Maximim Gigaud (age 11) and Melanie Matthieu (age 15). The
pair were tending some cattle when they saw Her. She relayed
to them a message of warning concerning the neglect of attendance
at Mass and the use of Christ’s name in a profane manner.
The continued impiety was destined to lead to crop failures
and then famine, which in fact plagued the region for the
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73
next decade. Mary appeared next to a spring that had dried up.
Several days later, when the villagers finally heard about the
claimed apparition, they went out to the site and found that the
spring was once again flowing.
Possibly the most famous of the modern apparitions occurred
to young Bernadette Souberous, also in France, this
time at the village of Lourdes not far from the Spanish border.
Bernadette was the subject of a series of apparitions beginning
February 11, 1858, just four years after the definition of the
dogma of the Immaculate Conception. She had been sent out
to gather firewood when she wandered close to a grotto of Massabielle.
There she saw the Lady whom she originally described
as something in the shape of a girl. During the ninth apparition
on February 25, she was told to drink and wash with water from
a spot that Mary pointed out to her. People dug around the
spot that soon turned into a heretofore unknown spring. She
would see the Virgin several times more in March and April.
When asked her name, the Lady finally answered, ‘‘I am the
Immaculate Conception.’’
The Virgin told Bernadette that she wanted a chapel built
at the grotto. After a few ups and downs, the report of the bishop
affirming a belief that the Virgin had appeared at Lourdes
was issued in 1862. The place would become known for its healings
and in 1884 a medical bureau was established to keep records
of the miraculous cures. Bernadette was canonized in
1933.
A fourth officially approved apparition also occurred in
France at Pontmain. It was during the closing days of the Franco-Prussian
War in 1871 that Eugené and Joseph Barbadette
(twelve and ten years old respectively) saw the Virgin. Their father,
standing close by, saw nothing. As others gathered, the
adults saw nothing, but two additional children, both female,
immediately saw the apparition. The apparition closed with
what resembled a set of tableux-like scenes of Mary in the same
position as depicted on the Miraculous Medal, and then a red
cross appeared and a white cross. As the priest who had arrived
led the group in their evening prayers, the vision faded.
Twentieth Century Apparitions
The four French apparitions set the stage for what possibly
were the most spectacular of the modern apparitions whose
fame closely rivals that of Lourdes. The apparitions at Fatima,
in central Portugal, began on May 13, 1917, and continued
monthly into October. Here Mary offered the three children to
whom she appeared a vision of hell as the consequences of impiety
and unbelief, and called for reparations and prayers for
the conversion of Russia. What set the apparitions apart, however,
was the fulfilled promise of a miracle to complete the apparitions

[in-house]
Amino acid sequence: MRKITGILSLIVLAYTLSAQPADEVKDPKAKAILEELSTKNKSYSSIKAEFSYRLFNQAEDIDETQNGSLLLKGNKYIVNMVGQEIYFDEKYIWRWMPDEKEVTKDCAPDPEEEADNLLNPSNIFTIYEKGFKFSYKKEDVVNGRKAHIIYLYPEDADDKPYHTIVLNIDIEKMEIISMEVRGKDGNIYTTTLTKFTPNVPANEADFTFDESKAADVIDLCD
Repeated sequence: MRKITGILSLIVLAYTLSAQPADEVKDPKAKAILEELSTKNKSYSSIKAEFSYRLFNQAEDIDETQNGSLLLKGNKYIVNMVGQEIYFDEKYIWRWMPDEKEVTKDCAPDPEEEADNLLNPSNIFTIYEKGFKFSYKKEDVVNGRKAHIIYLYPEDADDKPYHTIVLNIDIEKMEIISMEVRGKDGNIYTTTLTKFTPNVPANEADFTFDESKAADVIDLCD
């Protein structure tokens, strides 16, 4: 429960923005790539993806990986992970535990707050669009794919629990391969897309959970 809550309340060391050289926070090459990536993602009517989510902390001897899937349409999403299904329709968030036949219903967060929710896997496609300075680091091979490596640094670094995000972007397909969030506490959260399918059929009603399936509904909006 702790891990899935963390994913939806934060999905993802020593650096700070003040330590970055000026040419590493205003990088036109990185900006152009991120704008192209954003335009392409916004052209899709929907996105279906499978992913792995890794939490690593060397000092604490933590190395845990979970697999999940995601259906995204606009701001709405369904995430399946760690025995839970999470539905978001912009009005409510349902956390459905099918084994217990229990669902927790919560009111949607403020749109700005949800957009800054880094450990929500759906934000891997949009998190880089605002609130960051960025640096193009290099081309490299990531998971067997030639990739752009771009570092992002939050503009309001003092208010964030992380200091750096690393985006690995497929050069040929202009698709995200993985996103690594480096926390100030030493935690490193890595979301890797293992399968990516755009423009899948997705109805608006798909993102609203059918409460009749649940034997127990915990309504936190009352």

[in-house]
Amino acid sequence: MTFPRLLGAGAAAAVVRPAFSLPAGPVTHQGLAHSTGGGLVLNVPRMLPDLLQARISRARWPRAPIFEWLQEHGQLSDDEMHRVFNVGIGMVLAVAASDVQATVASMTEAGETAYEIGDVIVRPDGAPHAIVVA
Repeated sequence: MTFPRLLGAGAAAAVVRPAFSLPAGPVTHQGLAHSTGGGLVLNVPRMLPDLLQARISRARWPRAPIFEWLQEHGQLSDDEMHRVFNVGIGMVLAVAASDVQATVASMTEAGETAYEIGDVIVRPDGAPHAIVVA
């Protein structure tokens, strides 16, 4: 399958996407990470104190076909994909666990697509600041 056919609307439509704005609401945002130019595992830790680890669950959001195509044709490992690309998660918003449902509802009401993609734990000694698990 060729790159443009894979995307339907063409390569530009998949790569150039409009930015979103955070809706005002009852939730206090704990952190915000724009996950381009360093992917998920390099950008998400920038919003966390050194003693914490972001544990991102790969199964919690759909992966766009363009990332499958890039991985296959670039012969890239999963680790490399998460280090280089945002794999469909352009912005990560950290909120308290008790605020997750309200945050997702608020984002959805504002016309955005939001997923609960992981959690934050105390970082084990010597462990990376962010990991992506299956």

on October 13. Tens of thousands of people gathered
at the site of the apparitions though the day was rainy. As the
children were conversing with the Lady, whom none of others
could see, Lucy, one of the children, suddenly cried out, ‘‘Look
at the sun!’’ The clouds parted, and a bright silver disk appeared
and began to rotate. It plunged downward toward the
crowd and its heat dried out clothes soaked in the earlier rain.
A mysterious white substance fell from the sky and after about
30 minutes of the ‘‘sun’’ dancing in the sky, the phenomenon
ended. Not only did everyone see, including some prominent
Freethinkers who had come to ridicule the children, but people
from as far away as 30 miles witnessed it.
Besides the aerial phenomenon of the last day, Mary had
also presented the children with a secret message, as had occurred
at La Salette. While two parts of the secrets of Fatima
would be revealed, the third part has remained unknown to the
public at large, even though the initial indication was that it
would be made public in 1960. It is known that the popes since
John XXIII have read the secret message and there has been
intense speculation as to the content of the secret among the
millions who have adopted the devotion to the Immaculate
Heart of Mary that was called for in 1917.
Since Fatima, two approved apparitions occurred at
Beauraing (1932) and Banneax (1933), Belgium. Also, back in
1879, in the midst of the potato famine, there had been a reported
apparition at Knock, Ireland. Though investigated immediately
afterward and in 1936, approval from the church has
been slow in coming. While pilgrimages to Knock were not forbidden,
the succession of local bishops refused to rule on the
matter of the apparition’s credibility. Beginning in 1954, popes
have honored the devotion of the people and recognized
Knock as a major center of Marian devotion. Finally in 1979,
on the hundredth anniversary of the apparition, Pope John
Paul II himself visited Knock.
And not to be forgotten in the midst of the growth of Marian